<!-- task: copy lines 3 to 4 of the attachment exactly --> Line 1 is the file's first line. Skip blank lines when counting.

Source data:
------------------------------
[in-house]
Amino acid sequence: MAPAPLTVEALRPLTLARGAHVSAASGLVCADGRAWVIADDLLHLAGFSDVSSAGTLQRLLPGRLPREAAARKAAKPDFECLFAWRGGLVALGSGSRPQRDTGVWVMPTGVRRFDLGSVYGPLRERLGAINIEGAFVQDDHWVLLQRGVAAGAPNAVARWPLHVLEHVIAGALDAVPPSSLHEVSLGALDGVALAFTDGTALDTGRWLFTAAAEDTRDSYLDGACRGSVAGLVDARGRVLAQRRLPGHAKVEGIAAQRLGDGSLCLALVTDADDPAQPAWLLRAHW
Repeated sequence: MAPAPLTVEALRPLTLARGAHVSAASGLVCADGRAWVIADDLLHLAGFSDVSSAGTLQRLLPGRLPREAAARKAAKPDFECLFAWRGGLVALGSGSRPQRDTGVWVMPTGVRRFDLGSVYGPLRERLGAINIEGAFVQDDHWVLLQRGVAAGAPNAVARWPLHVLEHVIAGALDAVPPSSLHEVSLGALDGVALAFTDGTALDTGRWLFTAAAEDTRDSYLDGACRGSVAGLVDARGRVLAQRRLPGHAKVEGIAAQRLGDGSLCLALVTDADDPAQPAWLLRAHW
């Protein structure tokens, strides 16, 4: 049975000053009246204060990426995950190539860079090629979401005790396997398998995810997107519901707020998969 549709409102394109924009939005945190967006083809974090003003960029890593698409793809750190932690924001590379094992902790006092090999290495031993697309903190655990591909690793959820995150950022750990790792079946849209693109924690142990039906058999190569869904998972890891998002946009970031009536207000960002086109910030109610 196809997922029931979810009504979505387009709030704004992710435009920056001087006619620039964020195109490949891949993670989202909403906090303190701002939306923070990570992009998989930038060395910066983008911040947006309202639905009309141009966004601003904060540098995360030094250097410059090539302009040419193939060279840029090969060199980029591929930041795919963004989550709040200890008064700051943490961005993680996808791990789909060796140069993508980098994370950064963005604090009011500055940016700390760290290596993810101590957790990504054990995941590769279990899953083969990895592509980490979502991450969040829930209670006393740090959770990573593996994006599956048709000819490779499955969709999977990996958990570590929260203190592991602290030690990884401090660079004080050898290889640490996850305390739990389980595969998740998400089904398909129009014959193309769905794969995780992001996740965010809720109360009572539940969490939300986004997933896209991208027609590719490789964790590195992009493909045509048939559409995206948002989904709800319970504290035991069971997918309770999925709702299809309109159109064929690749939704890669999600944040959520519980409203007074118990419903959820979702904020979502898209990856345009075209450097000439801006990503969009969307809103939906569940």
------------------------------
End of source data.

Repeated sequence: MAPAPLTVEALRPLTLARGAHVSAASGLVCADGRAWVIADDLLHLAGFSDVSSAGTLQRLLPGRLPREAAARKAAKPDFECLFAWRGGLVALGSGSRPQRDTGVWVMPTGVRRFDLGSVYGPLRERLGAINIEGAFVQDDHWVLLQRGVAAGAPNAVARWPLHVLEHVIAGALDAVPPSSLHEVSLGALDGVALAFTDGTALDTGRWLFTAAAEDTRDSYLDGACRGSVAGLVDARGRVLAQRRLPGHAKVEGIAAQRLGDGSLCLALVTDADDPAQPAWLLRAHW
């Protein structure tokens, strides 16, 4: 049975000053009246204060990426995950190539860079090629979401005790396997398998995810997107519901707020998969 549709409102394109924009939005945190967006083809974090003003960029890593698409793809750190932690924001590379094992902790006092090999290495031993697309903190655990591909690793959820995150950022750990790792079946849209693109924690142990039906058999190569869904998972890891998002946009970031009536207000960002086109910030109610 196809997922029931979810009504979505387009709030704004992710435009920056001087006619620039964020195109490949891949993670989202909403906090303190701002939306923070990570992009998989930038060395910066983008911040947006309202639905009309141009966004601003904060540098995360030094250097410059090539302009040419193939060279840029090969060199980029591929930041795919963004989550709040200890008064700051943490961005993680996808791990789909060796140069993508980098994370950064963005604090009011500055940016700390760290290596993810101590957790990504054990995941590769279990899953083969990895592509980490979502991450969040829930209670006393740090959770990573593996994006599956048709000819490779499955969709999977990996958990570590929260203190592991602290030690990884401090660079004080050898290889640490996850305390739990389980595969998740998400089904398909129009014959193309769905794969995780992001996740965010809720109360009572539940969490939300986004997933896209991208027609590719490789964790590195992009493909045509048939559409995206948002989904709800319970504290035991069971997918309770999925709702299809309109159109064929690749939704890669999600944040959520519980409203007074118990419903959820979702904020979502898209990856345009075209450097000439801006990503969009969307809103939906569940």